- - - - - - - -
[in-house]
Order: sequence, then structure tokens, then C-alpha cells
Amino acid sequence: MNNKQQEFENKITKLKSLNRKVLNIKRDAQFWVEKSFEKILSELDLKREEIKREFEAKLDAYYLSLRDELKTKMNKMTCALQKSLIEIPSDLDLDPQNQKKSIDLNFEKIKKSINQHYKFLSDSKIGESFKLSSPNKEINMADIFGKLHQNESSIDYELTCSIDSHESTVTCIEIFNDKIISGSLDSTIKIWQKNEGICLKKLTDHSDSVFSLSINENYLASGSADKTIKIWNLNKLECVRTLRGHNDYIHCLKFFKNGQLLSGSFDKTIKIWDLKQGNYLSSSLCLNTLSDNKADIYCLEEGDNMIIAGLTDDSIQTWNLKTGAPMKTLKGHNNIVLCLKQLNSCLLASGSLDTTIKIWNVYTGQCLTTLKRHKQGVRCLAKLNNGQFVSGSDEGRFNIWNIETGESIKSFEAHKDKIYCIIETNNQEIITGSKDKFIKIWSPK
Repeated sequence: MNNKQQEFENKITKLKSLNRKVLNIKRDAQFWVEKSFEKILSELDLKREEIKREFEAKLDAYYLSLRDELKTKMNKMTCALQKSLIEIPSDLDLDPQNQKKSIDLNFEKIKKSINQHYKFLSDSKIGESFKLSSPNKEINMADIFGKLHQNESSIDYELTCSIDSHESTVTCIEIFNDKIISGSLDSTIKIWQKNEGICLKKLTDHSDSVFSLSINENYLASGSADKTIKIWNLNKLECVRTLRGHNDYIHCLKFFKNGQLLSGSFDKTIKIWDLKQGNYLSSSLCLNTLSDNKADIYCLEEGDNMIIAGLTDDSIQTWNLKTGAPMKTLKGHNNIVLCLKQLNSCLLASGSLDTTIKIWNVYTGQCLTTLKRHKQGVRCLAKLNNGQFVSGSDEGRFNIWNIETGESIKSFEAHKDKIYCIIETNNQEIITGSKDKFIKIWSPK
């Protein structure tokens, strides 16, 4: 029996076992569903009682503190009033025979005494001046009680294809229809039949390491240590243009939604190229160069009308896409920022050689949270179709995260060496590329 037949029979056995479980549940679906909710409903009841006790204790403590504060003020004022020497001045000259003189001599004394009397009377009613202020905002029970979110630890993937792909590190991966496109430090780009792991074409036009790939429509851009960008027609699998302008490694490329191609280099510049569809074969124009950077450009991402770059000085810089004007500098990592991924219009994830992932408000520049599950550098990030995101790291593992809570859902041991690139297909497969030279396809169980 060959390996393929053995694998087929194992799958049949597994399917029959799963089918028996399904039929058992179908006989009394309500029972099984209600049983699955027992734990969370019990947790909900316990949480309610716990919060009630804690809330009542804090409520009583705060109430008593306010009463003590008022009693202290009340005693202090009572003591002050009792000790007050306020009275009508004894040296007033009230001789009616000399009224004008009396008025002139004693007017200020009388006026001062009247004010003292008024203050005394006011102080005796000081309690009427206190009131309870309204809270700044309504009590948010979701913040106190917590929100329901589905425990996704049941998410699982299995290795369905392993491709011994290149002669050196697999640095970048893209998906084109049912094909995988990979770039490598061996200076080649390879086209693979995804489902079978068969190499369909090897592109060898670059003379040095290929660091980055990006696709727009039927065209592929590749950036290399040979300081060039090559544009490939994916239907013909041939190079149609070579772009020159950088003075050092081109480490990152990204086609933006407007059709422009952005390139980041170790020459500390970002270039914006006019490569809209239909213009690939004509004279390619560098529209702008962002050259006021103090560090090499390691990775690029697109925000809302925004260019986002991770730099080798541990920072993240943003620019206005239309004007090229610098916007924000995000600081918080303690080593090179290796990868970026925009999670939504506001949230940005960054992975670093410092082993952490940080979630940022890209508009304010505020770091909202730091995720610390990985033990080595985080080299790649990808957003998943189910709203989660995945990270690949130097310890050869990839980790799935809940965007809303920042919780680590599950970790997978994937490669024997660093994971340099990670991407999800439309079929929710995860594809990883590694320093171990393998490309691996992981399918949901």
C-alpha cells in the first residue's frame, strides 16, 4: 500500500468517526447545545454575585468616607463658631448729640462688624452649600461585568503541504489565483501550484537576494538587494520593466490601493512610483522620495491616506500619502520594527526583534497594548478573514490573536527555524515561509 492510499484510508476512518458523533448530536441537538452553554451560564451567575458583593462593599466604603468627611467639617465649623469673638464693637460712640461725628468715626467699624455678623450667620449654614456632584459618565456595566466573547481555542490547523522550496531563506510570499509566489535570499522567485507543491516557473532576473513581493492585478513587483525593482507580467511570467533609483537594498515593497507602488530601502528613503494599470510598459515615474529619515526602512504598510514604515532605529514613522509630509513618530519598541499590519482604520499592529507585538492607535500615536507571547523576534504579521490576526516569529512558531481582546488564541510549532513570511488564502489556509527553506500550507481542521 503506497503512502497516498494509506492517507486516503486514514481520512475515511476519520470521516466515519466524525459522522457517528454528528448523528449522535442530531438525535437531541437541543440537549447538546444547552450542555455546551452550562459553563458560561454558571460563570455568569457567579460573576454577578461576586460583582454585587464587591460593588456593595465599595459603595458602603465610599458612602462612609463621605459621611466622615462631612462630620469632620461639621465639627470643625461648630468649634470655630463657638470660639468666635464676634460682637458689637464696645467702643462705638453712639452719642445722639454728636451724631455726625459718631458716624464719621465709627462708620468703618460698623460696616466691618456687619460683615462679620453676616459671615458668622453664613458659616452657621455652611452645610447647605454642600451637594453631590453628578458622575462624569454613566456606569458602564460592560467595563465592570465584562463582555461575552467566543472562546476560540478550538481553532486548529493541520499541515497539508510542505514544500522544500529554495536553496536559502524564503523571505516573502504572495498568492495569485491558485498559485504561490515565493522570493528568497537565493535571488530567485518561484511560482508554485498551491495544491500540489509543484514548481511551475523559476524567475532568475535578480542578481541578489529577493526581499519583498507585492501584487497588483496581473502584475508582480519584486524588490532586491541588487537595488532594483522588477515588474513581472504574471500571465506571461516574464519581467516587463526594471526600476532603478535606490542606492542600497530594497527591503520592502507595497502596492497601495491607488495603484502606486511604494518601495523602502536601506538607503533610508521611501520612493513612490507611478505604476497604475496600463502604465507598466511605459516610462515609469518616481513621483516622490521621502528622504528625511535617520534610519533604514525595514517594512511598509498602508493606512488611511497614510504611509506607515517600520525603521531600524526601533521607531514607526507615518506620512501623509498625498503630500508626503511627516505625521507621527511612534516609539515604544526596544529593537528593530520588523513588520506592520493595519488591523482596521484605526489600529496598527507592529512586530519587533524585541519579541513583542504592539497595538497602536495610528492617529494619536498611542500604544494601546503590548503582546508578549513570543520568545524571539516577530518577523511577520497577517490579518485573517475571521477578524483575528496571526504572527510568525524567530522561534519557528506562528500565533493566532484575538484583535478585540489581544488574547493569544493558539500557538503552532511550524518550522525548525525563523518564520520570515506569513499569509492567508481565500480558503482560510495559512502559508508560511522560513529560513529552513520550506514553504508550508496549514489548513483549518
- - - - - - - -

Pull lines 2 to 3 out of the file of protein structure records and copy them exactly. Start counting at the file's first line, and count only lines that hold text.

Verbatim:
Order: sequence, then structure tokens, then C-alpha cells
Amino acid sequence: MNNKQQEFENKITKLKSLNRKVLNIKRDAQFWVEKSFEKILSELDLKREEIKREFEAKLDAYYLSLRDELKTKMNKMTCALQKSLIEIPSDLDLDPQNQKKSIDLNFEKIKKSINQHYKFLSDSKIGESFKLSSPNKEINMADIFGKLHQNESSIDYELTCSIDSHESTVTCIEIFNDKIISGSLDSTIKIWQKNEGICLKKLTDHSDSVFSLSINENYLASGSADKTIKIWNLNKLECVRTLRGHNDYIHCLKFFKNGQLLSGSFDKTIKIWDLKQGNYLSSSLCLNTLSDNKADIYCLEEGDNMIIAGLTDDSIQTWNLKTGAPMKTLKGHNNIVLCLKQLNSCLLASGSLDTTIKIWNVYTGQCLTTLKRHKQGVRCLAKLNNGQFVSGSDEGRFNIWNIETGESIKSFEAHKDKIYCIIETNNQEIITGSKDKFIKIWSPK